Image Behaviour, the ICA’s annual convening dedicated to experiments in artists’ moving image, returns in Spring 2022 with a programme that addresses significant shifts in moving image practices – exploring and supporting artists engaged in new approaches to art-making and presentation in the wake of a global pandemic.
The 2022 edition of Image Behaviour brings together new commissions and recent works, both single-screen and multi-screen projections, with a series of one-off live performances and events in the ICA Theatre and an online programme on a parallel digital platform.
The ICA has this year joined forces with Dr. Martens to support the creation of seven new commissions for Image Behaviour through production grants to emerging UK-based artists worth £60,000, awarded through a nationwide open call – the first time such grants have been awarded.
Image Behaviour stakes out the need for new modes of engagement, presentation and discourse, encompassing the perceptual, technological and social possibilities that artists’ moving image brings to bear in 2021. Exploring the evolving role of moving image in the visual arts and its wider role within visual culture, the artists included in the programme are at the forefront of the medium in our generation-defining times.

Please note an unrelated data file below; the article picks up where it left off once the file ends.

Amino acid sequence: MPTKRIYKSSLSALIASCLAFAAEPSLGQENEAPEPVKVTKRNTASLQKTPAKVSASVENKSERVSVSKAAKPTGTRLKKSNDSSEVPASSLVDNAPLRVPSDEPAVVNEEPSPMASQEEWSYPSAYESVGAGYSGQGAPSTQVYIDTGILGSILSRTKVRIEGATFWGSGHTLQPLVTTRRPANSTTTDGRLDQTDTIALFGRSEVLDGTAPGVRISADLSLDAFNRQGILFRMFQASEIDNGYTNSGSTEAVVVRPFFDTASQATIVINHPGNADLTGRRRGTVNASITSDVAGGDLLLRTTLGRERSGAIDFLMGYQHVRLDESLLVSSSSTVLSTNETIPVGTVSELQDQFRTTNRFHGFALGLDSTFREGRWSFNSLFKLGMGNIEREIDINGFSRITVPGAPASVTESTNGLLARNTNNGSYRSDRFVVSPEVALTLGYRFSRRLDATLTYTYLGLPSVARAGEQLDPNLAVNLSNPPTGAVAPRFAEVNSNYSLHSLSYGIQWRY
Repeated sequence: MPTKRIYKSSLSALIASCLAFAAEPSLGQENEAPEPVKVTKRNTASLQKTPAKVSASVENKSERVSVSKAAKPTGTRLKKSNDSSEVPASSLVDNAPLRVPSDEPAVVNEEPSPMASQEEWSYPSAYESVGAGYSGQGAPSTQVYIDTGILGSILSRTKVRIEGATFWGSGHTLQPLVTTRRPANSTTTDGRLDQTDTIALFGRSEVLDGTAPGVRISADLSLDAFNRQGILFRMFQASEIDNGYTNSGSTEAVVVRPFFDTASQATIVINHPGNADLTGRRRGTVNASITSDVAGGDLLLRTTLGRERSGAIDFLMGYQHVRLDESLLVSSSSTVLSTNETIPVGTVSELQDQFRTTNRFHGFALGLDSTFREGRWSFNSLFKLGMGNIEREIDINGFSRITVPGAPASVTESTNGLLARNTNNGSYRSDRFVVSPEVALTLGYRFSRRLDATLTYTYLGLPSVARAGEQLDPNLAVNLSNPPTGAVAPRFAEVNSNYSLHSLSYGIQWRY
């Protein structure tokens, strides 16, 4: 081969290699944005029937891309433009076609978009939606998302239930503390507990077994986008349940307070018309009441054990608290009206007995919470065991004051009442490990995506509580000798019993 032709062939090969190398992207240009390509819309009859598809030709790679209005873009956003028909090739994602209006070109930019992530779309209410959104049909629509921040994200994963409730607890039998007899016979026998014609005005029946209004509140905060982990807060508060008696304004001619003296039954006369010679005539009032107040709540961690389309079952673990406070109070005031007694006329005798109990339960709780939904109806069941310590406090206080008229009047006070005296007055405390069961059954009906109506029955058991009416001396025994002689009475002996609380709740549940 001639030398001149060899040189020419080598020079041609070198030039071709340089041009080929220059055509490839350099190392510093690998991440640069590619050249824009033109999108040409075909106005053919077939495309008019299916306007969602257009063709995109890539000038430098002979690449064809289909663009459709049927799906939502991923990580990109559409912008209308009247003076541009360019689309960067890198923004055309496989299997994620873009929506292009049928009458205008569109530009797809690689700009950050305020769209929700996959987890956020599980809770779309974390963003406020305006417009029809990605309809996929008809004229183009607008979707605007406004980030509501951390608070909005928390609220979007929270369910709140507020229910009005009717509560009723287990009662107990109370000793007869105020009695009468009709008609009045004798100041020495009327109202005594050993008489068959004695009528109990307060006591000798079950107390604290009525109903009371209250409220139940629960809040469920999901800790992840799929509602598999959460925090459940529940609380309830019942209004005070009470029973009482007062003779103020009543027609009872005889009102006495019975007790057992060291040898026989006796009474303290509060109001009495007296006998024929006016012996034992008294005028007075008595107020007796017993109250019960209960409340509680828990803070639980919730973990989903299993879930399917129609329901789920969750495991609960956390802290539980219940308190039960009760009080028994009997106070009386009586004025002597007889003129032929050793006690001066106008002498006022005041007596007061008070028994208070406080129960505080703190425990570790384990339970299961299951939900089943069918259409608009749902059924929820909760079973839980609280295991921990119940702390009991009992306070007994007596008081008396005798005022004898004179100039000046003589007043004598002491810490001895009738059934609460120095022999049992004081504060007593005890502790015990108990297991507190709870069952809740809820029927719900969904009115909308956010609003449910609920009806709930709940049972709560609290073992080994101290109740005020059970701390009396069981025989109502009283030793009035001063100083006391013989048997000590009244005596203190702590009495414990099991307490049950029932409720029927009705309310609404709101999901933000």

Alongside the screenings at the ICA and the parallel programme of online streams, a major symposium and seminar series will discuss, explore and develop the theoretical, social and political impulses of moving image making, embracing the value of dialogue as a progressive tool in the development of artists, institutions and audiences.
Artists working with film and moving image have long been central to the vision of the ICA, which has previously presented everything from landmark pieces by the likes of Derek Jarman, Steve McQueen and Mathew Barney to more recent cross-disciplinary work from artists such as James Richards and Metahaven. Now held annually, Image Behaviour continues the ICA’s significant commitment to supporting artists whose work in moving image navigates the space between the cinema and the gallery.
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